Make the Best of a Bad Situation!
Recover Those Fraud Losses Through Insurance
The fraudster may have deceived you but that doesn't mean you can't receive full compensation from your crime insurance carrier. Here's how to ensure you have an adequate fidelity policy and a professional fraud recovery team.
A large bank discovered an internal fraud scheme that caused more than $5 million in losses. Though it seriously rattled bank executives, they assumed their crime insurance carrier would cover losses. Unfortunately, they hadn't read the policy in awhile; the bank only had $2 million in coverage. No one had changed the policy in 10 years despite record bank growth.
Locks may keep honest people honest but they won't stand in the way of determined thieves. Even with the best of internal controls, a corporate culture with integrity, and effective policies and procedures, a company still needs adequate, up-to-date crime insurance policies. It also needs an established fraud recovery team of diverse managers to quickly collect solid evidence to support an accurate insurance claim.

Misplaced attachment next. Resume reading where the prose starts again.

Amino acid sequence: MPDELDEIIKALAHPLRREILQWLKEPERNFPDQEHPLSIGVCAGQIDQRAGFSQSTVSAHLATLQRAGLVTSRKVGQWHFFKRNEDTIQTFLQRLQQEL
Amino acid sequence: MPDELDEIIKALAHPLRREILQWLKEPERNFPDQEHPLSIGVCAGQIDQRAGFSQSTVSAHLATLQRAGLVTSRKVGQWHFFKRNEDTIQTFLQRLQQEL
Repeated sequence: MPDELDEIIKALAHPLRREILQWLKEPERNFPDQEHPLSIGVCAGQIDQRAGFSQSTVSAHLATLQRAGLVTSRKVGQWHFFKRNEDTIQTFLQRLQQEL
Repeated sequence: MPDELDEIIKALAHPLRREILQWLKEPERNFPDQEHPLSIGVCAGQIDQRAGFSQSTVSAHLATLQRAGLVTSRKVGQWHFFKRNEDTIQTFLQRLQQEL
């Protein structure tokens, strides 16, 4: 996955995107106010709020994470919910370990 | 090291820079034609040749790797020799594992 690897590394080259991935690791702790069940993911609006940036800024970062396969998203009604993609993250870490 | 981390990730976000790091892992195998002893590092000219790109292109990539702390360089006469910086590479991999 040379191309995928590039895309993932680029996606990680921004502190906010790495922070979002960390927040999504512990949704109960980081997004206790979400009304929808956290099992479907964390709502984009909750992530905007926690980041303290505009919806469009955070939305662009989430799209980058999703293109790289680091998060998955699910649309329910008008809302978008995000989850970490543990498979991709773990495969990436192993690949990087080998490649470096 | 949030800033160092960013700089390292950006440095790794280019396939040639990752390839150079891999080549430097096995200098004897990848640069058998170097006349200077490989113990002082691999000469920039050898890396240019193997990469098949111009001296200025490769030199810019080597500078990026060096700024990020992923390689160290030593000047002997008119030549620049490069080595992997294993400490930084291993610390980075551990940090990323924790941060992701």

Regrettably, many firms don't read their policies or form a fraud recovery team until a fraud occurs. Others limit or even eliminate fraud insurance. And some companies' lack of organization, skill, or desire severely limits payment on insurance claims.
The fallout from poor fraud insurance planning can impede investigations, waste money and time, kill employee morale, and encourage potential fraudsters.
Crime insurance does more than reimburse a company for covered losses. It also provides a significant motivation for the recovery team to search out and identify potentially covered losses and fully explore the extent of the fraud scheme. This financial incentive is important, because many people are more inclined to simply write off a fraud or make a correcting entry, and leave the underlying cancer in place. So if an insurance policy is going to serve as the primary recovery method, it's important to understand it.
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